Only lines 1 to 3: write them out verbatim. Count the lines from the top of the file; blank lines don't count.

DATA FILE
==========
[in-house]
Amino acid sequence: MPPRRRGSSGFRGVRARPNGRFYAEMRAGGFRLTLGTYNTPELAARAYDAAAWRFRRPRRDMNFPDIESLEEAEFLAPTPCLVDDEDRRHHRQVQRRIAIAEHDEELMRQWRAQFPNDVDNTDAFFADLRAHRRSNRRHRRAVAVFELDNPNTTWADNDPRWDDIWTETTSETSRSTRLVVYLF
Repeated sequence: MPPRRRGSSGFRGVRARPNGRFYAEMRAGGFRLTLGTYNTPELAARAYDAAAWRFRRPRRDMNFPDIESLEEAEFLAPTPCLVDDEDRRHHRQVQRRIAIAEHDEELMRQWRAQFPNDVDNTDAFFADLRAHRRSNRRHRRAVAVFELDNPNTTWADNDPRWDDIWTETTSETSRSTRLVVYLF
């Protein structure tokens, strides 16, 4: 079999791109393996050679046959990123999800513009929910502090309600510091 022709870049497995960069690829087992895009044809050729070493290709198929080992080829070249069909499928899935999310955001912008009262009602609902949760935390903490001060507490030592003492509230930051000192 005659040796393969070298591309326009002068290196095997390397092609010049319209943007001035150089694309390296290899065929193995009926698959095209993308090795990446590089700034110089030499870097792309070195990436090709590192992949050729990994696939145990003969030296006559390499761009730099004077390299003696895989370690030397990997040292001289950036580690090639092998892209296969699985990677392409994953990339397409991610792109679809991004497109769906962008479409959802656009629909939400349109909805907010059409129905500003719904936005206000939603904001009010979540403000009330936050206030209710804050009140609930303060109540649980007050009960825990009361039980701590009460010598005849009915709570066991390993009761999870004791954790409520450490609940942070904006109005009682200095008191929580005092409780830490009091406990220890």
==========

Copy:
[in-house]
Amino acid sequence: MPPRRRGSSGFRGVRARPNGRFYAEMRAGGFRLTLGTYNTPELAARAYDAAAWRFRRPRRDMNFPDIESLEEAEFLAPTPCLVDDEDRRHHRQVQRRIAIAEHDEELMRQWRAQFPNDVDNTDAFFADLRAHRRSNRRHRRAVAVFELDNPNTTWADNDPRWDDIWTETTSETSRSTRLVVYLF
Repeated sequence: MPPRRRGSSGFRGVRARPNGRFYAEMRAGGFRLTLGTYNTPELAARAYDAAAWRFRRPRRDMNFPDIESLEEAEFLAPTPCLVDDEDRRHHRQVQRRIAIAEHDEELMRQWRAQFPNDVDNTDAFFADLRAHRRSNRRHRRAVAVFELDNPNTTWADNDPRWDDIWTETTSETSRSTRLVVYLF